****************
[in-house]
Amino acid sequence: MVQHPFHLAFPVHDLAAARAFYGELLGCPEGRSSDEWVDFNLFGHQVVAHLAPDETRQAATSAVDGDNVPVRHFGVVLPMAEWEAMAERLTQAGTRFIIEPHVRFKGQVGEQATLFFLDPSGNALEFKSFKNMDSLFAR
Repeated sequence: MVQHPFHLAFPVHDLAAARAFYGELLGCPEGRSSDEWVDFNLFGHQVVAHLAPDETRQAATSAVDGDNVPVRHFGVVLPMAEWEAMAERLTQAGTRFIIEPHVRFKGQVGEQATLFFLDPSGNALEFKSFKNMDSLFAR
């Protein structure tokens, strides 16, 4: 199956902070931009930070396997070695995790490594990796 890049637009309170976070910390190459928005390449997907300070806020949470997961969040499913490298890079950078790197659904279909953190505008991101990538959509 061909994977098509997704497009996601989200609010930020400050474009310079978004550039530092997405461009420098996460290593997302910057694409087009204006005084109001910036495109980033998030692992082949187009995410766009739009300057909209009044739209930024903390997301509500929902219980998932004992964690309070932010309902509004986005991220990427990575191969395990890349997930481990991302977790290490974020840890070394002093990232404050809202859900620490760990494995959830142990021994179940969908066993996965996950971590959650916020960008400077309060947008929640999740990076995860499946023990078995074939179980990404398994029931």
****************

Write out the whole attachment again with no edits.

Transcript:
[in-house]
Amino acid sequence: MVQHPFHLAFPVHDLAAARAFYGELLGCPEGRSSDEWVDFNLFGHQVVAHLAPDETRQAATSAVDGDNVPVRHFGVVLPMAEWEAMAERLTQAGTRFIIEPHVRFKGQVGEQATLFFLDPSGNALEFKSFKNMDSLFAR
Repeated sequence: MVQHPFHLAFPVHDLAAARAFYGELLGCPEGRSSDEWVDFNLFGHQVVAHLAPDETRQAATSAVDGDNVPVRHFGVVLPMAEWEAMAERLTQAGTRFIIEPHVRFKGQVGEQATLFFLDPSGNALEFKSFKNMDSLFAR
């Protein structure tokens, strides 16, 4: 199956902070931009930070396997070695995790490594990796 890049637009309170976070910390190459928005390449997907300070806020949470997961969040499913490298890079950078790197659904279909953190505008991101990538959509 061909994977098509997704497009996601989200609010930020400050474009310079978004550039530092997405461009420098996460290593997302910057694409087009204006005084109001910036495109980033998030692992082949187009995410766009739009300057909209009044739209930024903390997301509500929902219980998932004992964690309070932010309902509004986005991220990427990575191969395990890349997930481990991302977790290490974020840890070394002093990232404050809202859900620490760990494995959830142990021994179940969908066993996965996950971590959650916020960008400077309060947008929640999740990076995860499946023990078995074939179980990404398994029931």